"I have said these things to you, that in me you may have peace. In the world you will have tribulation. But take heart; I have overcome the world.” -John 16:33


"I have said these things to you, that in me you may have peace. In the world you will have tribulation. But take heart; I have overcome the world.” -John 16:33

(Source: godmoves)

Italian soda at church. The weather outside is great :D

Italian soda at church. The weather outside is great :D


I’m at work. On Labor Day.

Somebody bring me green juice and granola/yogurt.

And peach gummies.

Me too T.T…

I want to go back and eat everything.

(Source: tsugomori)

(Source: saintscvlly)

(via universityofbuildingconstruction)


No one should have to experience this shit. and most fucking certainly not for “no reason”

(Source: belt-san, via omo-itsapril)

(Source: 00652)

"Human beings don't have a right to water."





Across the globe, Nestlé is pushing to privatize and control public water resources.

Nestlé’s Chairman of the Board, Peter Brabeck, has explained his philosophy with “The one opinion, which I think is extreme, is represented by the NGOs, who bang on about declaring water a public right. That means as a human being you should have a right to water. That’s an extreme solution.”

Since that quote has gotten widespread attention, Brabeck has backtracked, but his company has not. Around the world, Nestlé is bullying communities into giving up control of their water. It’s time we took a stand for public water sources.

Tell Nestlé that we have a right to water. Stop locking up our resources!

At the World Water Forum in 2000, Nestlé successfully lobbied to stop water from being declared a universal right — declaring open hunting season on our local water resources by the multinational corporations looking to control them. For Nestlé, this means billions of dollars in profits. For us, it means paying up to 2,000 percent more for drinking water because it comes from a plastic bottle.

Now, in countries around the world, Nestlé is promoting bottled water as a status symbol. As it pumps out fresh water at high volume, water tables lower and local wells become degraded. Safe water becomes a privilege only affordable for the wealthy.

In our story, clean water is a resource that should be available to all. It should be something we look after for the public good, to keep safe for generations, not something we pump out by billions of gallons to fuel short-term private profits. Nestlé thinks our opinion is “extreme”, but we have to make a stand for public resources. Please join us today in telling Nestlé that it’s not “extreme” to treat water like a public right.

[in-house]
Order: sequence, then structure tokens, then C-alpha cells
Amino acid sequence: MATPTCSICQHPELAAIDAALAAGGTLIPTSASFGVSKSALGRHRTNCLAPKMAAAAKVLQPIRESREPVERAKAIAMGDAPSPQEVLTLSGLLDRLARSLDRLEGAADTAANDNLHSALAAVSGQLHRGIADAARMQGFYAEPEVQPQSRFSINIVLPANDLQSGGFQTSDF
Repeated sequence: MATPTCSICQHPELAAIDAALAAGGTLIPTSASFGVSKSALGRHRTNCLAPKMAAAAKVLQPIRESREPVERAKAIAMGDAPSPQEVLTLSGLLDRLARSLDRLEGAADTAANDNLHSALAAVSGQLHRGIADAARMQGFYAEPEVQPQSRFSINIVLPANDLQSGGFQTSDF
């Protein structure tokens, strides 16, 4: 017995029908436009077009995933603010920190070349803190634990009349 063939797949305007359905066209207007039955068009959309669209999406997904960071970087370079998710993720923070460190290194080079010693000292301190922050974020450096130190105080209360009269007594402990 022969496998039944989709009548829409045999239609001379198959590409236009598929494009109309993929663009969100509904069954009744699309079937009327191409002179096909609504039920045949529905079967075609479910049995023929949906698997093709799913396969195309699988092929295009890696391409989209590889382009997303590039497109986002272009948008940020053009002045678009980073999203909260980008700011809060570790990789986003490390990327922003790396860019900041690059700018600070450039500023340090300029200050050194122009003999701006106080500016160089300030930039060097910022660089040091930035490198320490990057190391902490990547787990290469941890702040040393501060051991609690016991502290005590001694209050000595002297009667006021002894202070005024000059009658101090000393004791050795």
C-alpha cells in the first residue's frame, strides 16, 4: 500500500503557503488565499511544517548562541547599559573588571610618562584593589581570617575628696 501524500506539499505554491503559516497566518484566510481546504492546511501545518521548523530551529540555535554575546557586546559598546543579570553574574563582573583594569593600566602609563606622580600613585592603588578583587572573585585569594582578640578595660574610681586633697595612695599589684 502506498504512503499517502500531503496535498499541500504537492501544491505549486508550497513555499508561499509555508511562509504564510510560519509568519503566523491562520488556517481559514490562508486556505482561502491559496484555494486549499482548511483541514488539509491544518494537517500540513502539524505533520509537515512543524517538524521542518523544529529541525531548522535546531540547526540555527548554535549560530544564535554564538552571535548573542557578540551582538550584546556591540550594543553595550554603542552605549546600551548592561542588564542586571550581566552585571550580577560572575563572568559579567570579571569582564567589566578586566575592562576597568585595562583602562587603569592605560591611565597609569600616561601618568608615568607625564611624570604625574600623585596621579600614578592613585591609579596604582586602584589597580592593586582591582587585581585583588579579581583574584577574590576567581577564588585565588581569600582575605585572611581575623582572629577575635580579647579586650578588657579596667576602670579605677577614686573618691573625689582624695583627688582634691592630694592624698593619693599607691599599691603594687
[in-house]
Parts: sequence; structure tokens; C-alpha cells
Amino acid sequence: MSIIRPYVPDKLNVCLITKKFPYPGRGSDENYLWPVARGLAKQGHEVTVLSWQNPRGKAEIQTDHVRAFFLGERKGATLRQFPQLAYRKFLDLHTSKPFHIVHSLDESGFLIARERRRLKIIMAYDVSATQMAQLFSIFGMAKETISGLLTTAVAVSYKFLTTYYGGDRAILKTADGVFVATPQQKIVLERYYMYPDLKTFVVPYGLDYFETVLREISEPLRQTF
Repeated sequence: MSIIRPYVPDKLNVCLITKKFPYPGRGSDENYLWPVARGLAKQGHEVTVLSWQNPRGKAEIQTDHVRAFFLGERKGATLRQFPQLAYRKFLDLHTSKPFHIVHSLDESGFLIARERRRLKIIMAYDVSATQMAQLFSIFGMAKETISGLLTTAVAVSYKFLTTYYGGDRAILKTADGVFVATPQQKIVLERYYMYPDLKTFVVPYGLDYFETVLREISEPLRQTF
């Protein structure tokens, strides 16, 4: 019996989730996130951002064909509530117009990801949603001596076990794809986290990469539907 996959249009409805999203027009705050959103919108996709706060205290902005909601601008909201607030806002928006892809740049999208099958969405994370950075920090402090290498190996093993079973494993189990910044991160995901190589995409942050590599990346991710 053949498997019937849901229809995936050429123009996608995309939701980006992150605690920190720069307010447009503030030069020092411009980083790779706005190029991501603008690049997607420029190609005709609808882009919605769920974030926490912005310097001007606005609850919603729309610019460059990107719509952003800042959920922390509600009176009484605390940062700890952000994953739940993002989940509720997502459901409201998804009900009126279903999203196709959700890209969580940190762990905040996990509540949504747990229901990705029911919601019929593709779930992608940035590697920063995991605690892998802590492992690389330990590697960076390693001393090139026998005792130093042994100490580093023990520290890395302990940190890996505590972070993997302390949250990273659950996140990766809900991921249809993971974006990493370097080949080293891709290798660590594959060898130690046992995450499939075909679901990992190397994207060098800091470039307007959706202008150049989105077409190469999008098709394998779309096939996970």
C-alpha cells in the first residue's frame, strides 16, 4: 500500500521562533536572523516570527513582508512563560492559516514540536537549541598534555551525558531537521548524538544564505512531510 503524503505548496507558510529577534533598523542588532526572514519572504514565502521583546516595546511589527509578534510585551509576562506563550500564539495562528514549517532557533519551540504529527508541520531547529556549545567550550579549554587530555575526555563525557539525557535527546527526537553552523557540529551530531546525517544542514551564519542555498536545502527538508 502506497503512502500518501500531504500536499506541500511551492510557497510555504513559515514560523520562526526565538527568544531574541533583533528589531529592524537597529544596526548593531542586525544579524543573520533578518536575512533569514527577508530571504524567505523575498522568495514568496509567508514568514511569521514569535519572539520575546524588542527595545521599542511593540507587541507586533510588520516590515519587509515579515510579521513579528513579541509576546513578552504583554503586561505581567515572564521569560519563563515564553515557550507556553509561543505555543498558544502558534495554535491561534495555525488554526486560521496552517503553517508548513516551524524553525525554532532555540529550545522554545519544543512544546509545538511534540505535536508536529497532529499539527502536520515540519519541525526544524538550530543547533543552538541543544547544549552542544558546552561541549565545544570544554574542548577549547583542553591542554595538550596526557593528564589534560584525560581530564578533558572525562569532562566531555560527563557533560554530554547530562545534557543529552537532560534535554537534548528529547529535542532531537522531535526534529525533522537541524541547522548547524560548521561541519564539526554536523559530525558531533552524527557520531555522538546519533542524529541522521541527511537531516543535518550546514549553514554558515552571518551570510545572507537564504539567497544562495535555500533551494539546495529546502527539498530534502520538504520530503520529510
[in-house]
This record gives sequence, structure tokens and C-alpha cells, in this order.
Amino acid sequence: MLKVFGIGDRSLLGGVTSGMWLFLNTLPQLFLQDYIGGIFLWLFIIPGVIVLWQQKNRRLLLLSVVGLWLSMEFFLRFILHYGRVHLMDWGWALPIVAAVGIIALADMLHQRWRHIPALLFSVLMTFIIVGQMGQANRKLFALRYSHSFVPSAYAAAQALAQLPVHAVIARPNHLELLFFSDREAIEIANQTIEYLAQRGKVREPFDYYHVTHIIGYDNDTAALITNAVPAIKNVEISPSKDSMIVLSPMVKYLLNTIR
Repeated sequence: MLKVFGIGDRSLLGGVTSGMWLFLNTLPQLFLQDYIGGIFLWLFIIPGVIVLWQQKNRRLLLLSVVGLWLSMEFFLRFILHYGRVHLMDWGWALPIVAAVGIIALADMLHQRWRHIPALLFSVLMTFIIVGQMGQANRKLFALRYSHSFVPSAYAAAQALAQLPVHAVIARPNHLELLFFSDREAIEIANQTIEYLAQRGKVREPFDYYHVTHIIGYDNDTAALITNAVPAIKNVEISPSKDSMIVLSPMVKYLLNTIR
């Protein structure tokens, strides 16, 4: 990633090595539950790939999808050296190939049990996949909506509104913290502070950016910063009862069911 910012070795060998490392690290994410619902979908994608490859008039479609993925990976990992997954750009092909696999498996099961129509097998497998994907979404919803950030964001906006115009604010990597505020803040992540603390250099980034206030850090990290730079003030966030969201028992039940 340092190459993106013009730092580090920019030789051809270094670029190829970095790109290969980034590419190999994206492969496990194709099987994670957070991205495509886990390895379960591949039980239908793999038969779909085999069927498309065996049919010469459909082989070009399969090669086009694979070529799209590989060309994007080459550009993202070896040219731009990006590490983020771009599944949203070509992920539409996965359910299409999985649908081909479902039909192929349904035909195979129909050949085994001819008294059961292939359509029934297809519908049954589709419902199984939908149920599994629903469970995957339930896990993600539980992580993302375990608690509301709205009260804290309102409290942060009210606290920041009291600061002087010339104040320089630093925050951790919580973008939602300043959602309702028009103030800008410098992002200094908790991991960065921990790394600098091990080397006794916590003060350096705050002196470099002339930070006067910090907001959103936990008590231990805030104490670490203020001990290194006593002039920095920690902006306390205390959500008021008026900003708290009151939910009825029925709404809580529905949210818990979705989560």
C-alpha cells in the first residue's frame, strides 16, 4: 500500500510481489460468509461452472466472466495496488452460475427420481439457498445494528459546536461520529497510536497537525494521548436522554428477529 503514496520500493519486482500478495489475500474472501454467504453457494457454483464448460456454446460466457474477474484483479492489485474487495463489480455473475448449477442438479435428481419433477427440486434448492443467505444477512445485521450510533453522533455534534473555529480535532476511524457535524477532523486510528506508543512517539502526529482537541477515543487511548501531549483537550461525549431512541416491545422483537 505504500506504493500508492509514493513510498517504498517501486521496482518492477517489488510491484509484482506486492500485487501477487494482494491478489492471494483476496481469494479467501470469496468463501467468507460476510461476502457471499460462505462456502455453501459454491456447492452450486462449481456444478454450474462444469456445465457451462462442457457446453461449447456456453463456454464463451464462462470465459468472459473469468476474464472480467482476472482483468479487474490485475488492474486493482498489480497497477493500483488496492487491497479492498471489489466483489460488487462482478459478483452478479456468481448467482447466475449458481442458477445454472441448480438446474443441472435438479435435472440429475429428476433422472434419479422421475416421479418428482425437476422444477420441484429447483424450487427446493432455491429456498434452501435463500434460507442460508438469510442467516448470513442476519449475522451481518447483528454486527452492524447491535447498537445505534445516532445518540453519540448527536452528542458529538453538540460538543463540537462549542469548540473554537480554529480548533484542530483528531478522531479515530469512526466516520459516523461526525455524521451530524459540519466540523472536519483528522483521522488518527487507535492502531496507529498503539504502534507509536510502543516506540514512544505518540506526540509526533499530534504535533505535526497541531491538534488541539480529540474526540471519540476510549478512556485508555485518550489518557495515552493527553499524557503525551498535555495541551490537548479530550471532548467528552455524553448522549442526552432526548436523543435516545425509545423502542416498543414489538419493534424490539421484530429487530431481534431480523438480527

Tell Nestlé to start treating water like a public right, not a source for private profits!


Sources and further reading:
Nestlé: The Global Search for Liquid Gold, Urban Times, June 11th, 2013
Bottled Water Costs 2000 Times As Much As Tap Water, Business Insider, July 12th, 2013
Peter Brabeck discussion his philosophy about water rights

holy fuck

this is a huge deal in latin america especially and i need some more people to be aware of this and care

is it bad i initially thought this was an environmental post about tragedy of the commons and how humans need to be better stewards of nation because otherwise we kind of don’t deserve this… but anyway, DON’T PRIVATIZE WATER WTF people deserve free water! as long as we don’t waste it!

I don’t think people realize that publicly managed water is as easy as they think it is. The people that need clean water the most are the least developed nations. And the governments of these nations often don’t have the means to build an infrastructure providing clean water to the people. Especially if you think of countries in the middle of conflict. Now I definitely think everyone should have the right to clean water and in very much disagreement of Nestle’s statement, but that doesn’t mean that all privatization of water is wrong. It’s a lot more complicated than you think. Less developed countries don’t have the money to help provide their people with clean water, and generally private water companies don’t go to less developed countries, because there is no profit there. 

Privatization can actually be very good in a more developed nation, because private companies compete with each other to gain clients and since they want to maximize their resources (water!) they will take the effort to develop methods of conserving water and wasting as little as possible to maximize profits, and this is actually better for the environment. Because of cheap water (subsidized by governments) in developed nations, people have less of an incentive to conserve water.

In the end it really just goes back to the difference in economic resources between less developed nations and developed nations. You can’t really put a blame on anything. Like honestly, if it were that easy to give water to everybody, wouldn’t that have happened already?


I eat too much.

(via almostholdinghands)

If he is interested in you, he will emit pheromone regardless of time or place. That’s a type of signal.

(Source: k-is-for-korea)